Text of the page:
• “Family members” is expansively defined under the PFML, as a spouse, domestic partner, child, parent or parent of a spouse or domestic partner; a person who stood in loco parentis to the covered individual when the covered individual was a minor child; or a grandchild, grandparent or sibling.

 

  • Entitlement to PMFL is determined by the Massachusetts Department of Family and Medical Leave, rather than by employers as under the FMLA.

 

  • Benefit years under the PFML are counted from the date a worker first takes leave.

Funding

The program will be funded through contributions from employees and employers. The program applies to employers of all sizes, with few exemptions. In some instances, it applies even to 1099 workers. Self-employed persons may choose to participate.

Starting July 1, 2019, employers must begin making deductions from employees’ wages to cover the anticipated benefits. Employers with 25 or more employees must contribute as well. Contributions will be remitted quarterly, and the Commonwealth will adjust benefit contributions annually.

Under narrow circumstances, an employer may attain an exemption from paying contributions. If an employer offers employees paid family leave, medical leave, or both, with benefits that are at least as generous as those provided under the law, the Commonwealth may grant an exemption.

Right to Reinstatement

Employers may not retaliate against employees who take leave under the PFML. Generally, employers must reinstate employees to their previous position or to an equal position, with the same status, pay, employment benefits, length-of-service credit, and seniority as of the date of leave. The reinstatement requires does not apply to “1099” contractors.

In court, a worker who was subject to an “adverse action” (e.g., termination, pay cut, change in seniority status) within six months of returning from leave is entitled to a presumption of retaliation, that can only be overcome is the employer makes a showing by clear and convincing evidence that its motive was not retaliatory.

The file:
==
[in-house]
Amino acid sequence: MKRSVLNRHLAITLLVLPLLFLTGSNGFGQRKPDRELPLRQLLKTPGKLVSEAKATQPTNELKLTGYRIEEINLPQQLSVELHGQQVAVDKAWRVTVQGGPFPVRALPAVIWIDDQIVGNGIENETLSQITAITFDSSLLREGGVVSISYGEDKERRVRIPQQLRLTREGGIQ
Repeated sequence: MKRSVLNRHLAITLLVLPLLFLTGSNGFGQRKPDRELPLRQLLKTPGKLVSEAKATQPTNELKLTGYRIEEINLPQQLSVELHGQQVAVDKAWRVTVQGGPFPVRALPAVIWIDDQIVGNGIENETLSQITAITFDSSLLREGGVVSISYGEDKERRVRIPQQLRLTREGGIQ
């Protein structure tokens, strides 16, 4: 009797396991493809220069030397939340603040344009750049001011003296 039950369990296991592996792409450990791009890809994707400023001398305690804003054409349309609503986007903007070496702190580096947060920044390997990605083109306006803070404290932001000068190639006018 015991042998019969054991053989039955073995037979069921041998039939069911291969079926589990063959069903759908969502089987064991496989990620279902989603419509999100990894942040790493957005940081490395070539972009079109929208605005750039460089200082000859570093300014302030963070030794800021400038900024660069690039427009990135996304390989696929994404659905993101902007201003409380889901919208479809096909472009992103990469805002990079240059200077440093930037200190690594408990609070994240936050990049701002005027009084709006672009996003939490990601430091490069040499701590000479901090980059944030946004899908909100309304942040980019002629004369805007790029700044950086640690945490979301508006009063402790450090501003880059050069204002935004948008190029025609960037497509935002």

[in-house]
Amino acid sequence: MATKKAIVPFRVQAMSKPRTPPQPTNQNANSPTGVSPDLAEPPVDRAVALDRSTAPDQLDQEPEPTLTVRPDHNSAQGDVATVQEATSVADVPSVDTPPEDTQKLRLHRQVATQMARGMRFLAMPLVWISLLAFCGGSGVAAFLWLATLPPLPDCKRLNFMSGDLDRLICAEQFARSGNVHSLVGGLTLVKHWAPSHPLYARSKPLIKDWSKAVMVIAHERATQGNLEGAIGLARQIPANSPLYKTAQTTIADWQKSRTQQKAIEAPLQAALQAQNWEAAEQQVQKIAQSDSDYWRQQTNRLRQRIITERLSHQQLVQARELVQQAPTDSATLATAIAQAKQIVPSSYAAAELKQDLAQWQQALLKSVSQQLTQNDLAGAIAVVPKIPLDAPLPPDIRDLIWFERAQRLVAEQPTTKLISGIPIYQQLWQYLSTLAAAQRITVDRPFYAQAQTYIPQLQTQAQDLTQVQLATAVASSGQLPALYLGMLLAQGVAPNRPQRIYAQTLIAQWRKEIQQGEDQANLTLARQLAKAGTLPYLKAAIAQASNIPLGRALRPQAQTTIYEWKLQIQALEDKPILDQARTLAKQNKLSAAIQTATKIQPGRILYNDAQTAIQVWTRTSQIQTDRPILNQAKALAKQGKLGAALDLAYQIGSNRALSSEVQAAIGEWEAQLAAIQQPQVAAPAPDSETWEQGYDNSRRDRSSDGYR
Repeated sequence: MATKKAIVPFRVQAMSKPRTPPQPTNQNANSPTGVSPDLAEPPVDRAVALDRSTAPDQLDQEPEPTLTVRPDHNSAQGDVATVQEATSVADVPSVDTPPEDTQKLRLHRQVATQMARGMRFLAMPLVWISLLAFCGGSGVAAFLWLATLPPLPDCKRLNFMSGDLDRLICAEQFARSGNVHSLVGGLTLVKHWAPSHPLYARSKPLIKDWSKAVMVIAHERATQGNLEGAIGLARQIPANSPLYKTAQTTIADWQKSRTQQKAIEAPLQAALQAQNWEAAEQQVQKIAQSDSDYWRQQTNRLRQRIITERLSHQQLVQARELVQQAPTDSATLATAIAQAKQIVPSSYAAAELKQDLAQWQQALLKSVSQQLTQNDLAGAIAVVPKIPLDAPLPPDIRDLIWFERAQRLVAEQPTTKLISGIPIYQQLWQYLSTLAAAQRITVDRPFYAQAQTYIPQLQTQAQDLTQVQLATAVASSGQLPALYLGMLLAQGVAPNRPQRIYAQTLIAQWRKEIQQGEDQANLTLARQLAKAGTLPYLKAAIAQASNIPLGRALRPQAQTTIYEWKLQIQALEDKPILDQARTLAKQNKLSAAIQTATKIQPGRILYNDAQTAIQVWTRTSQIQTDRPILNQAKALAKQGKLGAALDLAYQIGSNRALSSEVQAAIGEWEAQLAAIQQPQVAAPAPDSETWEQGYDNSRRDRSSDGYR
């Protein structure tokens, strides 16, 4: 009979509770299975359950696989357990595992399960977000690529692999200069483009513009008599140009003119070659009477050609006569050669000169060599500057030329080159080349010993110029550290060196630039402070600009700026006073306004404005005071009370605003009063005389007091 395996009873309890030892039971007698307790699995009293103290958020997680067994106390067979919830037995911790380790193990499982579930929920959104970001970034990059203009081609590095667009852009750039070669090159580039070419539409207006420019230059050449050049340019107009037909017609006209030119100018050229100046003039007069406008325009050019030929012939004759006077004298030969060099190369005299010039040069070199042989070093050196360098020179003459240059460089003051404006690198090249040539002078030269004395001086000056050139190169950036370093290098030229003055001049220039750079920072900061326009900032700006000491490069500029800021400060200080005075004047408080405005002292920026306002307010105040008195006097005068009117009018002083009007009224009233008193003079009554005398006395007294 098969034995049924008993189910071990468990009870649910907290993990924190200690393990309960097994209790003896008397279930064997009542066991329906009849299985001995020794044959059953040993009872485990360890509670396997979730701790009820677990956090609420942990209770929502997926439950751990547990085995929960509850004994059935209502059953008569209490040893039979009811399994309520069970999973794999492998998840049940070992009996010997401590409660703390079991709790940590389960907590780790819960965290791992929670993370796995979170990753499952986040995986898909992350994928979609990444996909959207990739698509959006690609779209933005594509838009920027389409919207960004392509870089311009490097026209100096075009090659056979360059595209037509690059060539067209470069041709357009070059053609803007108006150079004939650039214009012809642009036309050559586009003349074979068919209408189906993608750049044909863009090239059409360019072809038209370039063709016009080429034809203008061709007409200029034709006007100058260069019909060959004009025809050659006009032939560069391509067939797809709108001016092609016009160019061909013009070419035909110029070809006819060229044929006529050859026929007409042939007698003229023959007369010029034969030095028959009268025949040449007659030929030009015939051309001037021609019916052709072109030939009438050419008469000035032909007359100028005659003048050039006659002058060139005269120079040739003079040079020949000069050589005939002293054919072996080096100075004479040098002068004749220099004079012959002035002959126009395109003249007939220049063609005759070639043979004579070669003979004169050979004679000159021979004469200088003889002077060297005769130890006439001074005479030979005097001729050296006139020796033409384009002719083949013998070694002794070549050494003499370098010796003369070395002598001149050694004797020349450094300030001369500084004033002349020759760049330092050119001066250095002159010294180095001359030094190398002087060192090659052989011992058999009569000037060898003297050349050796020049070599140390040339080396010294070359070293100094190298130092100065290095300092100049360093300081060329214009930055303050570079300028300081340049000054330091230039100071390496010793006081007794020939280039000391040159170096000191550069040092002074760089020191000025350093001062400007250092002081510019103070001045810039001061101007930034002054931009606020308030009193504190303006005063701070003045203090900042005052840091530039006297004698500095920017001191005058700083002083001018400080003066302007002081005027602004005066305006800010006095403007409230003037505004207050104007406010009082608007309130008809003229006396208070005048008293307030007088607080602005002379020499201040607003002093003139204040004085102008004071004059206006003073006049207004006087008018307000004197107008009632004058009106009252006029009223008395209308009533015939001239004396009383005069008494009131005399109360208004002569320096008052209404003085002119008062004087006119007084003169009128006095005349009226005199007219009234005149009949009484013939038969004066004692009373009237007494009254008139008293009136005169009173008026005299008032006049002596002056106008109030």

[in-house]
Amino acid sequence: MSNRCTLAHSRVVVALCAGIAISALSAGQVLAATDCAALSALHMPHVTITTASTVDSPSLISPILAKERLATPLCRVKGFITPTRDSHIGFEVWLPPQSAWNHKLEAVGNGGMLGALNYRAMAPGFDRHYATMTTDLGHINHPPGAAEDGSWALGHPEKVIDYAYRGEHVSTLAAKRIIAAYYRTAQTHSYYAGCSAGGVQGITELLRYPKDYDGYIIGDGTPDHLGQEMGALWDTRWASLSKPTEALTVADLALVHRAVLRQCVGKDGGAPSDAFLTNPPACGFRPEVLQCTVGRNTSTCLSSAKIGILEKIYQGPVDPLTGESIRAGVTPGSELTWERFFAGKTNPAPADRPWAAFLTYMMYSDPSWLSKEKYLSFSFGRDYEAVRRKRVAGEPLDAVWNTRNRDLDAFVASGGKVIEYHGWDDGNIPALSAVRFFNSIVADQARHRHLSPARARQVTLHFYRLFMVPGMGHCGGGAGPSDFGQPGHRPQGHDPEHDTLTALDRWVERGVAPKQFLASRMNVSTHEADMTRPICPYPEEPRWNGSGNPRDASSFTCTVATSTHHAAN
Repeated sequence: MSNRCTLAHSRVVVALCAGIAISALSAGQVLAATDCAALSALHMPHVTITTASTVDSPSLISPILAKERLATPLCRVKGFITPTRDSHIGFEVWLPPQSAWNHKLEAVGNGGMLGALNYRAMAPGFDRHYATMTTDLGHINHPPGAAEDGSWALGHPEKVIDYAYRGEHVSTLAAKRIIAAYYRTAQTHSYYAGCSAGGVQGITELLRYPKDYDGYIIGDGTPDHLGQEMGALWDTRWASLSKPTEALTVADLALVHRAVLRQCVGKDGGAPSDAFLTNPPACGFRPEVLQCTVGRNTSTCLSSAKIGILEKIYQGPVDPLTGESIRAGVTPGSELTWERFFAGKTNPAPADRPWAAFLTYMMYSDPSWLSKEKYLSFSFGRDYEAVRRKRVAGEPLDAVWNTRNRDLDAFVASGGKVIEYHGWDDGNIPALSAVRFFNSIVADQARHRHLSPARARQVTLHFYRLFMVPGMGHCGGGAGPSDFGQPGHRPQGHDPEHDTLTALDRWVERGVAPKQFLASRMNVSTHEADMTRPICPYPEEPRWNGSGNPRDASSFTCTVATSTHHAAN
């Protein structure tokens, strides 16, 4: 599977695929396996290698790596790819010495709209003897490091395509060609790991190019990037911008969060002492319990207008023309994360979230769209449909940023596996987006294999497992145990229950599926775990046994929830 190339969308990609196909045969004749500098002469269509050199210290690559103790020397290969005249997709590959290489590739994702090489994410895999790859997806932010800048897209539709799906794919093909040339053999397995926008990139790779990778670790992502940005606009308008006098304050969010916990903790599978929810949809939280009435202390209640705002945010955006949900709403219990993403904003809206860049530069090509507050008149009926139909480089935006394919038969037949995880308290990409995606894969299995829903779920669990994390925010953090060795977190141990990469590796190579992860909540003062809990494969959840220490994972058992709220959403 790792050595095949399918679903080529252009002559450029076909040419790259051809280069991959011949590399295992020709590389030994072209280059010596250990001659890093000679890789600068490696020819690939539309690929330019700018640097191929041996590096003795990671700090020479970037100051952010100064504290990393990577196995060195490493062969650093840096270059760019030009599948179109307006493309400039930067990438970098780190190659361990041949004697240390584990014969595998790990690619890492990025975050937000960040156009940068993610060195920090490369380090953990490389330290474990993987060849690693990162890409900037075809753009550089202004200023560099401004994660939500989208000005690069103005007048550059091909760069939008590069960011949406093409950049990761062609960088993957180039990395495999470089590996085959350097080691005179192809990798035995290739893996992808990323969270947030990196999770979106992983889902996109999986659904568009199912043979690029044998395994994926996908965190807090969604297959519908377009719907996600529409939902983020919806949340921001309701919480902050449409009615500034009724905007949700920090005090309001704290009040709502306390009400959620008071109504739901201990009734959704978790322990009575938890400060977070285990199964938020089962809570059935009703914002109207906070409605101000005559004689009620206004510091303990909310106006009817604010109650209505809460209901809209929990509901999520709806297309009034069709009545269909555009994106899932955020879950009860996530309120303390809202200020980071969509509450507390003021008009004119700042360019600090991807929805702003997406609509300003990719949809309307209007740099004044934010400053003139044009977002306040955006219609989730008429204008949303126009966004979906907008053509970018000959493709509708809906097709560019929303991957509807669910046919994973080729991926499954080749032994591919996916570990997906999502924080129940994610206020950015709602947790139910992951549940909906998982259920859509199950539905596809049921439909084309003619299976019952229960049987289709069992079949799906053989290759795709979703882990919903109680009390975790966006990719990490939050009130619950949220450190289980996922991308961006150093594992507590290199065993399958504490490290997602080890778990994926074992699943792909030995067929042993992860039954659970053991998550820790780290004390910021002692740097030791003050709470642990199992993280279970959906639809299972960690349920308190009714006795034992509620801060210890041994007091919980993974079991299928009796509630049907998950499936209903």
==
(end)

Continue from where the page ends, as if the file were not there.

Enforcement

Workers who believe they have been retaliated against in violation of the PFML may bring a civil action in Superior Court within three (3) years. Prevailing workers may be entitled to reinstatement, traditional tort remedies (e.g., pain and suffering); back pay and benefits, with the possibility of treble damages; and attorneys’ fees and costs.

Belfort Organizes And Serves As Panelist For MELA’s Making A Million Dollar Practice

Posted on: January 22nd, 2019 by admin

On January 9th, Bennett & Belfort P.C. partner David E. Belfort, helped organize and served as a panelist at the Massachusetts Employment Lawyers Association (MELA)  Making A Million Dollar Practice fundraising event. The panel was hosted at the Boston College Club and included invited speakers that represented clients in employment cases in 2018 that resulted in seven figure jury trial verdicts.

In front of a packed audience, the trial attorney panelists each tackled various litigation practice topics from the beginning of trial to the closings.  Panelists integrated their first hand trial experiences in an effort to learn from these series of unprecedented successes – that collectively returned verdicts in excess of 41 million dollars combined.

Mr. Belfort presented on the mechanics and interactive nature of the new Massachusetts Juror Voir Dire process, on how to present an effective Opening Statement and on the use of demonstrative evidence, models and how to effectively rebut damning videotape evidence.

Congratulations to Mr. Belfort for his leadership and participation in this successful event.

 

B&B Welcomes Michaela C. May

Posted on: November 27th, 2018 by admin

Bennett & Belfort is thrilled to announce that Attorney May joined the firm’s litigation team in April.  Attorney May comes with vast counseling and employment litigation experience.  Ms. May concentrates her practice in employment discrimination and wage-and-hour matters.  She serves as Co-Chair of the Massachusetts Employment Lawyers Association’s committee on the Massachusetts Commission Against Discrimination.   Michaela’s full biography is at <LINK>

Four B&B attorneys honored with “Super Lawyers” distinction for 2018

Posted on: November 6th, 2018 by admin

 

 

We are proud to announce that Thomas Reuters / “Super Lawyers” has listed Bennett & Belfort P.C. Partners, David E. Belfort and Todd J. Bennett, as 2018 New England Super Lawyers; and Partner Eric R. LeBlanc and Senior Associate Michaela C. May as Rising Stars.

Attorney Belfort was selected as a “Top 100” attorney and in the area of Employment Litigation: Plaintiff, and Attorney Bennett was selected as a “Super Lawyer” in the area of Business Litigation.  Mr. LeBlanc was selected as a “Rising Star (Super Lawyers under 40)” in the area of Business Litigation. Ms. May was selected as a “Rising Star” in the area of Employment and Labor.

“Super Lawyers” evaluates attorneys who have attained a high-degree of peer recognition and professional achievement. The selection process includes independent research, peer nominations and peer evaluations. While up to 5 percent of the lawyers in a state are named to Super Lawyers, no more than 2.5 percent are named to Rising Stars.